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Old 29 December 2008, 15:55   #21
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I seem to remember a battery stall at the boat show last year are they any good they did dry cell batteries
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Old 30 December 2008, 05:24   #22
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Hi Lads

If your boat is in storage for the winter it is good to take the battery out of the boat, when you do so drain the battery fully and then recharge fully, when you have done this set it on a bench or a Block of wood and not a concrete floor.
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Old 30 December 2008, 05:35   #23
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Doesn't fully draining the battery pretty much end its life there & then ? Dont they need some charge to actually take charge ?

Why not leave it on a concrete floor ? Does it know its sat on wood ?
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Old 30 December 2008, 07:18   #24
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Originally Posted by Blackroady View Post
Doesn't fully draining the battery pretty much end its life there & then ? Dont they need some charge to actually take charge ?

Why not leave it on a concrete floor ? Does it know its sat on wood ?
My understanding of lead acid batteries is that if they are stored for any time with no charge the plates get sulphate on them and yes will end it's life on the spot. There are some hi tech chargers that can recover a battery from this state I believe, however I'm not too sure how effective they are.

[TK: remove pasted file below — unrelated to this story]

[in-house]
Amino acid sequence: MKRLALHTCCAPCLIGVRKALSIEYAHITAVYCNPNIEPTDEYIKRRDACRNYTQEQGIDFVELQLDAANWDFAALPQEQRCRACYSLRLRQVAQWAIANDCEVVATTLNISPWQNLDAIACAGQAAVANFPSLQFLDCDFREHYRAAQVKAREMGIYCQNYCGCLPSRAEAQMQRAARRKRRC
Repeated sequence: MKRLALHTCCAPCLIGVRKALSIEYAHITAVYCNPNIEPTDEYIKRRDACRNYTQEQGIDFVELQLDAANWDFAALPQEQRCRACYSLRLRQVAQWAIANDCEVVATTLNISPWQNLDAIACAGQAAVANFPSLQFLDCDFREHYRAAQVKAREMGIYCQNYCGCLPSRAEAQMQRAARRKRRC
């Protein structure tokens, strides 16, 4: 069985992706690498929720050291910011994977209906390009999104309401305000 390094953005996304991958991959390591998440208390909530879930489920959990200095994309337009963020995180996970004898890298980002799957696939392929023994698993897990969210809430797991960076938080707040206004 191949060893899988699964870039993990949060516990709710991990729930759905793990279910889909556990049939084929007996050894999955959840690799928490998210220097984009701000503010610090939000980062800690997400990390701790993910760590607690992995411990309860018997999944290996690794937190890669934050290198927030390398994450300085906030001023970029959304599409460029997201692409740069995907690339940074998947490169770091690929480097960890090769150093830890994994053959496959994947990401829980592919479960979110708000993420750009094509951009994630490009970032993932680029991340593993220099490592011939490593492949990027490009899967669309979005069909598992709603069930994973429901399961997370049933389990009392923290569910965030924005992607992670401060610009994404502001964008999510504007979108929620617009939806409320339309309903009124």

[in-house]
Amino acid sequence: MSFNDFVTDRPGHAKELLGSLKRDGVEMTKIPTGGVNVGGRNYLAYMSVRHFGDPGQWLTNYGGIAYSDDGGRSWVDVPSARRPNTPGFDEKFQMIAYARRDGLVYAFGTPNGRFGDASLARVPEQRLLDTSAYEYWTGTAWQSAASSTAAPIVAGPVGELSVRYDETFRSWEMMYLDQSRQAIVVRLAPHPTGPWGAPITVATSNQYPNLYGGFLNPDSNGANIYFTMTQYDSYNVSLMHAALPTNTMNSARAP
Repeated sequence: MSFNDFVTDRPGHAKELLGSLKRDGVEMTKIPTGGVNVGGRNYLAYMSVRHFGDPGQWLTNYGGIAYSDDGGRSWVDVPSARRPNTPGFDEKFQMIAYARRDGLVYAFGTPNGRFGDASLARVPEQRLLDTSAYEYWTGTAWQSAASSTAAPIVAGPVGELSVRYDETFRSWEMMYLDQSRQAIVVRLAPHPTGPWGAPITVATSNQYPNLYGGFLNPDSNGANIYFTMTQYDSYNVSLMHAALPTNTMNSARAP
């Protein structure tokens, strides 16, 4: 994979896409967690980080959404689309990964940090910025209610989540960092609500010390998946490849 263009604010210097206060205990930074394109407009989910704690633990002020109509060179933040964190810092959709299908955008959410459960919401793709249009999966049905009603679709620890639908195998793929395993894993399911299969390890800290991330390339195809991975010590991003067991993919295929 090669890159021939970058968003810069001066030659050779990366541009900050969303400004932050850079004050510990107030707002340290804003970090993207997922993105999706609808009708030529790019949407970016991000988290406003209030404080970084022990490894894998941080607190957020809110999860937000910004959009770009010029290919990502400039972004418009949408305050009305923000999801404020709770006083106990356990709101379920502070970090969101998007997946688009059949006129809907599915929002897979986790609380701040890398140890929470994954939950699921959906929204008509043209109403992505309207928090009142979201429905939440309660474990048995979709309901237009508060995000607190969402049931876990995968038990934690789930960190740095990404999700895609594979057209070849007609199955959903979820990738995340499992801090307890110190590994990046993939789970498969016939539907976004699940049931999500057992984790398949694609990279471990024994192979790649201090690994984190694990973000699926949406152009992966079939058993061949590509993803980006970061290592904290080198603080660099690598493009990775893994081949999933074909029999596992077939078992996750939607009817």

Normal car batteries can take a few cycles of being completly dead (must recharge them staight away), but they don't like it too much, that's why you can buy deep cycle batterys for leisure use (motorhomes etc), these don't normally have as high a cranking amps at the car ones. There are quite a few on the market that fall in between these two types. Have good cranking amps and deep cycle too. These are Ideal for the boat.
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Old 30 December 2008, 10:44   #25
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Doesn't fully draining the battery pretty much end its life there & then ? Dont they need some charge to actually take charge ?

Why not leave it on a concrete floor ? Does it know its sat on wood ?
Hi Blackroady

I received this information from a battery manufacturer!!

When you leave the battery on a concrete floor the energy will get drained from the battery over time.

This method works for me and I have been doing it for a few years but thats not to say its the best or only method.

You can also use a trickle charger (optimate) to keep battery topped up.
http://www.optimate.co.uk/

Dom
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Old 30 December 2008, 11:00   #26
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Hi Don - I plug all mine in to an optimate over the winter on a weekly rotation to keep them in top shape ( and every so often in the summer as the main boat lives in the water ) .